- However, the outlook for South Korea’s future power mix remains no less clear than before. The general expectation is that the mix will continue to evolve in favor of cleaner fuels, alongside long-term climate goals, but what fuels will be favored and how the transition pathways will look like remain unclear.
- South Korea’s energy policies, and targets pertaining to power sector developments and generation mix targets, also tend to differ materially across presidential administrations making it all the more challenging to anticipate forthcoming changes within the sector.
- The leading candidates for the upcoming presidential election appear to be in consensus of the need for lower-carbon energy sources, but differ meaningfully in their strategies and stances towards LNG and nuclear developments.
- In December 2021, the Ministry of Environment published a new draft green taxonomy that classifies LNG as being ‘green’ while excluding nuclear. The draft suggests that new LNG-to-power projects will be eligible for any kind of green financing or tax incentives, and affirms the current administration’s support for the fuel as a ‘transition fuel’ as part of its long-term decarbonisation story, although as stated above, it remains unclear whether these targets would remain relevant under the next administration.
- South Korea will continue to work towards carbon reduction and eventual carbon neutrality but of the two roadmaps that it has published in 2021, it remains unclear which of the two it would end up following. The first calls for total phase out of coal and LNG, while the second leaves room for LNG by offsetting emissions through carbon capture, utilisation and storage.
- The near-term crude oil imports could be curtailed as South Korea releases barrels from its strategic storage as per the joint release of oil reserves agreed with the US, China, India, Japan and the UK to ease soaring global oil prices.
- Fuel imports could benefit from lower tariffs in the near-term. The government reduced taxes on gasoline, diesel and LPG by as much as 20% through to April, as part of measures to offset inflationary pressure on consumers from rising import prices.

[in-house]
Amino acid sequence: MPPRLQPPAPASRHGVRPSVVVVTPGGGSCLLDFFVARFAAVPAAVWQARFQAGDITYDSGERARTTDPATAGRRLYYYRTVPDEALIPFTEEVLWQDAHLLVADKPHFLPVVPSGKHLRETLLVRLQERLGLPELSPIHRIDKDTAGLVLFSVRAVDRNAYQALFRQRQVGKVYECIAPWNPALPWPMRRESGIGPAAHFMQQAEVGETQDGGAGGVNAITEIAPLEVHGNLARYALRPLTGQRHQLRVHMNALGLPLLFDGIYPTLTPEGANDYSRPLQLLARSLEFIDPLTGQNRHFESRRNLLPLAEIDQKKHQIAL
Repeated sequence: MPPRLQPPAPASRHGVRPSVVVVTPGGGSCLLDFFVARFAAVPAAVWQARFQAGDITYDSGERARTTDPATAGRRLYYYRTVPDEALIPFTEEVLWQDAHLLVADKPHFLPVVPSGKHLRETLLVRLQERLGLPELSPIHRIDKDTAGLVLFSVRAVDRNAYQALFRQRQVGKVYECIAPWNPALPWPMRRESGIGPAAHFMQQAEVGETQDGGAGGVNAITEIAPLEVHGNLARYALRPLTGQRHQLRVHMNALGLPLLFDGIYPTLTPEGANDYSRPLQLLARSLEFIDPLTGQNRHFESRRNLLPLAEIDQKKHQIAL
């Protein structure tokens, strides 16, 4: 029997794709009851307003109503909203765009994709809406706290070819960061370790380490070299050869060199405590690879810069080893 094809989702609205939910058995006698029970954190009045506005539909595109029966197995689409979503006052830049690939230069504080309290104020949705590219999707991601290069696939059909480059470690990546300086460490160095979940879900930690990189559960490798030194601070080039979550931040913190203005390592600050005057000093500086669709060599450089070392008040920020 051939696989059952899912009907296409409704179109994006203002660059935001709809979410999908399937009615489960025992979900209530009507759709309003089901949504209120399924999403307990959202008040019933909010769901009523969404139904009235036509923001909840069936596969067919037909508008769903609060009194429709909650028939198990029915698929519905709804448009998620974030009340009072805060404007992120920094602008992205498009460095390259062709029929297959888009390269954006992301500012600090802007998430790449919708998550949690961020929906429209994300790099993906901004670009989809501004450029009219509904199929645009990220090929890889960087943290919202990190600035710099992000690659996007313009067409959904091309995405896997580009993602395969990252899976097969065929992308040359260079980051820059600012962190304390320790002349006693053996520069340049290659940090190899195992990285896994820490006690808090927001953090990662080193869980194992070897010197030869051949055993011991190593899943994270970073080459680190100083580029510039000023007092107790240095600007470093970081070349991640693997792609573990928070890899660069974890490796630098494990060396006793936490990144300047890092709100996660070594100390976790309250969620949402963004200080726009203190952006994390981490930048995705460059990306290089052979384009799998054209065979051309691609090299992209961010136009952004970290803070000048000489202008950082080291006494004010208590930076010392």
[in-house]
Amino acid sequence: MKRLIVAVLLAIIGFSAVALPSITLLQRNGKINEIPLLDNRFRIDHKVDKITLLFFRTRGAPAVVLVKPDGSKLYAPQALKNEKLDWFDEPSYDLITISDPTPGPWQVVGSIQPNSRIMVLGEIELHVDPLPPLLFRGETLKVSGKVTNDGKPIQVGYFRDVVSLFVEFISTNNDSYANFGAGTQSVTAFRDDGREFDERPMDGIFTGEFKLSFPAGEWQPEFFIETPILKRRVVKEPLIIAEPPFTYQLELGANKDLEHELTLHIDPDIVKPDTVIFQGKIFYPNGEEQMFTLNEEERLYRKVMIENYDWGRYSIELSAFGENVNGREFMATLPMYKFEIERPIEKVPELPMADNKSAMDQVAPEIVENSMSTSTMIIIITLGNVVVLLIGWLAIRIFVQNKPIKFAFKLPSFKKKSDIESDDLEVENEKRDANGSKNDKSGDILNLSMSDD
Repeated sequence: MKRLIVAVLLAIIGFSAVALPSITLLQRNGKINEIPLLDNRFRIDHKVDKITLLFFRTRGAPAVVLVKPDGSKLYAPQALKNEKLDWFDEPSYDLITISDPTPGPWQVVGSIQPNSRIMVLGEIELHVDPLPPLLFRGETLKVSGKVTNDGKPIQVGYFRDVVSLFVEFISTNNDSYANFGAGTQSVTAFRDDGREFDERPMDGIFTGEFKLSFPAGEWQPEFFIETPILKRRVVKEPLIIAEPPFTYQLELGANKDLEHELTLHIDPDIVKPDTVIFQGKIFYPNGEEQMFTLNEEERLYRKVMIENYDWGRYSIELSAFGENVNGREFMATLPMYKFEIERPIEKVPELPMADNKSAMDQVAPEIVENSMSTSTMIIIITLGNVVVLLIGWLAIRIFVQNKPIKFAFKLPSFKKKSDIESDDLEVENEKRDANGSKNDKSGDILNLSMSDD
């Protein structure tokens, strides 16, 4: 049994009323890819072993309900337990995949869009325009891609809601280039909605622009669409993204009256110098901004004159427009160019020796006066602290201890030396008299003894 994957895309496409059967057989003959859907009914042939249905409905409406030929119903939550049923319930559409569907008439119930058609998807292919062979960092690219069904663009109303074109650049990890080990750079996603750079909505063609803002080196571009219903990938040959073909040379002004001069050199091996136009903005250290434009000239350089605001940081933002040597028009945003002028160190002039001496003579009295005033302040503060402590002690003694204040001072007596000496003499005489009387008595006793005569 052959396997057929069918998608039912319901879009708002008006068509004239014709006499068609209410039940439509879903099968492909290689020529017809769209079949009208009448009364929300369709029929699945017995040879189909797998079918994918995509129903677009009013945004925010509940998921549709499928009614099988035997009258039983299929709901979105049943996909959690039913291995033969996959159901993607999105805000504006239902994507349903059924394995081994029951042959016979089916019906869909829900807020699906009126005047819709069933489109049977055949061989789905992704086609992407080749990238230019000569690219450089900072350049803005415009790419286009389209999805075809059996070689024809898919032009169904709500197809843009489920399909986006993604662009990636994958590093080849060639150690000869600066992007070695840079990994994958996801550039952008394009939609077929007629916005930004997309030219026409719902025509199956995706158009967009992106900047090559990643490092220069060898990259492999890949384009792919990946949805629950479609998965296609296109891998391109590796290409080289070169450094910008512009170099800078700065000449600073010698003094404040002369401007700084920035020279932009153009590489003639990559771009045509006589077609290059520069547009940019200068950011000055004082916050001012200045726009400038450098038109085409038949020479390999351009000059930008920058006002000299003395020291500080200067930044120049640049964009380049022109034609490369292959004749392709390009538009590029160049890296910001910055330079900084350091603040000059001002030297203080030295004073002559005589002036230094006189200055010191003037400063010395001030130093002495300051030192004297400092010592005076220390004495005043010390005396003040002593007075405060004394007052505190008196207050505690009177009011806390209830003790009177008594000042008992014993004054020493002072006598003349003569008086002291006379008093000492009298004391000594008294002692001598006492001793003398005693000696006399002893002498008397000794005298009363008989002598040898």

- US crude will continue to find strong demand among South Korean refiners, being preferred over cargoes from the Middle East for its greater supply certainty, flexible spot arrangements and less procurement costs, the latter due to standing FTA between the two countries and tax incentive available for importing non-Middle Eastern crudes.
- Short-term LNG imports into South Korea are set to remain elevated as the government implements periodic shutdowns of coal, nuclear capacities in the power sector in order to fight air pollution.
- In November 2021, the government confirmed that eight to 16 older coal plants will be taken offline through to February 2022 to reduce fine dust emissions during the winter months, while those retained to be in operation will be asked to operate at below 80% capacity.
- As with refined fuels, LNG imports will also benefit from lower tariffs in the short run. The government lowered the import tariff on LNG to 0% from 2-3% through to April, next to the decision to temporarily freeze gas bills, in a move to offset higher inflation, commodities prices.
- As illustrated in the ‘Natural Gas Consumption’ module, it is difficult to pinpoint with certainty where South Korea’s LNG demand would go from here, given the state of flux in the political, regulatory landscape ahead of March’s presidential election.